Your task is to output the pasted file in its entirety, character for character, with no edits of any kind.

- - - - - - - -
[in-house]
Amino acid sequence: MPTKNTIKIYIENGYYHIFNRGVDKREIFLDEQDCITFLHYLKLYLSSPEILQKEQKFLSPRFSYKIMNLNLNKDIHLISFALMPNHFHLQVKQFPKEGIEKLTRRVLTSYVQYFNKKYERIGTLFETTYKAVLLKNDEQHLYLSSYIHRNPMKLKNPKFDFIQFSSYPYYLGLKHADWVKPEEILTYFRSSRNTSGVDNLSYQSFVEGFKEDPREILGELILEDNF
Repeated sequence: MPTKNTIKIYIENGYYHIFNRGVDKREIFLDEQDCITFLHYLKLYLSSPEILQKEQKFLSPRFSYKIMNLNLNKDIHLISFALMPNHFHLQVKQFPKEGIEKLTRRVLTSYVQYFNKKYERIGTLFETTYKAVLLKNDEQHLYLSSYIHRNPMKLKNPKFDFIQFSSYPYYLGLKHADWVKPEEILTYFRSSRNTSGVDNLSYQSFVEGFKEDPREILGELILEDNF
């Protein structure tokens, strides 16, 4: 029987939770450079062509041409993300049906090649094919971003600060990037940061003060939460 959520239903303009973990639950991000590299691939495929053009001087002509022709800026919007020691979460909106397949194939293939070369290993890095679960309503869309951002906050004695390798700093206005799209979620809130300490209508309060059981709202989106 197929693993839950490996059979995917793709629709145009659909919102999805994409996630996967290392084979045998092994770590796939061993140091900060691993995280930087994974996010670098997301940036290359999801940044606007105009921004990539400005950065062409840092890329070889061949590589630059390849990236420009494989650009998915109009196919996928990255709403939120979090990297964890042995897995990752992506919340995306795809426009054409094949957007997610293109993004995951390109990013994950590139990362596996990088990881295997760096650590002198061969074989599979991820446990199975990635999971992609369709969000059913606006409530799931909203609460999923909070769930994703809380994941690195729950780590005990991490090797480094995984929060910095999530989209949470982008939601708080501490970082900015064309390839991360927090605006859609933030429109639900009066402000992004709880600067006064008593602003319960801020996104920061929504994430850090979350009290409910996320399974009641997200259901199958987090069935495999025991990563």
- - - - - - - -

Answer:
[in-house]
Amino acid sequence: MPTKNTIKIYIENGYYHIFNRGVDKREIFLDEQDCITFLHYLKLYLSSPEILQKEQKFLSPRFSYKIMNLNLNKDIHLISFALMPNHFHLQVKQFPKEGIEKLTRRVLTSYVQYFNKKYERIGTLFETTYKAVLLKNDEQHLYLSSYIHRNPMKLKNPKFDFIQFSSYPYYLGLKHADWVKPEEILTYFRSSRNTSGVDNLSYQSFVEGFKEDPREILGELILEDNF
Repeated sequence: MPTKNTIKIYIENGYYHIFNRGVDKREIFLDEQDCITFLHYLKLYLSSPEILQKEQKFLSPRFSYKIMNLNLNKDIHLISFALMPNHFHLQVKQFPKEGIEKLTRRVLTSYVQYFNKKYERIGTLFETTYKAVLLKNDEQHLYLSSYIHRNPMKLKNPKFDFIQFSSYPYYLGLKHADWVKPEEILTYFRSSRNTSGVDNLSYQSFVEGFKEDPREILGELILEDNF
């Protein structure tokens, strides 16, 4: 029987939770450079062509041409993300049906090649094919971003600060990037940061003060939460 959520239903303009973990639950991000590299691939495929053009001087002509022709800026919007020691979460909106397949194939293939070369290993890095679960309503869309951002906050004695390798700093206005799209979620809130300490209508309060059981709202989106 197929693993839950490996059979995917793709629709145009659909919102999805994409996630996967290392084979045998092994770590796939061993140091900060691993995280930087994974996010670098997301940036290359999801940044606007105009921004990539400005950065062409840092890329070889061949590589630059390849990236420009494989650009998915109009196919996928990255709403939120979090990297964890042995897995990752992506919340995306795809426009054409094949957007997610293109993004995951390109990013994950590139990362596996990088990881295997760096650590002198061969074989599979991820446990199975990635999971992609369709969000059913606006409530799931909203609460999923909070769930994703809380994941690195729950780590005990991490090797480094995984929060910095999530989209949470982008939601708080501490970082900015064309390839991360927090605006859609933030429109639900009066402000992004709880600067006064008593602003319960801020996104920061929504994430850090979350009290409910996320399974009641997200259901199958987090069935495999025991990563």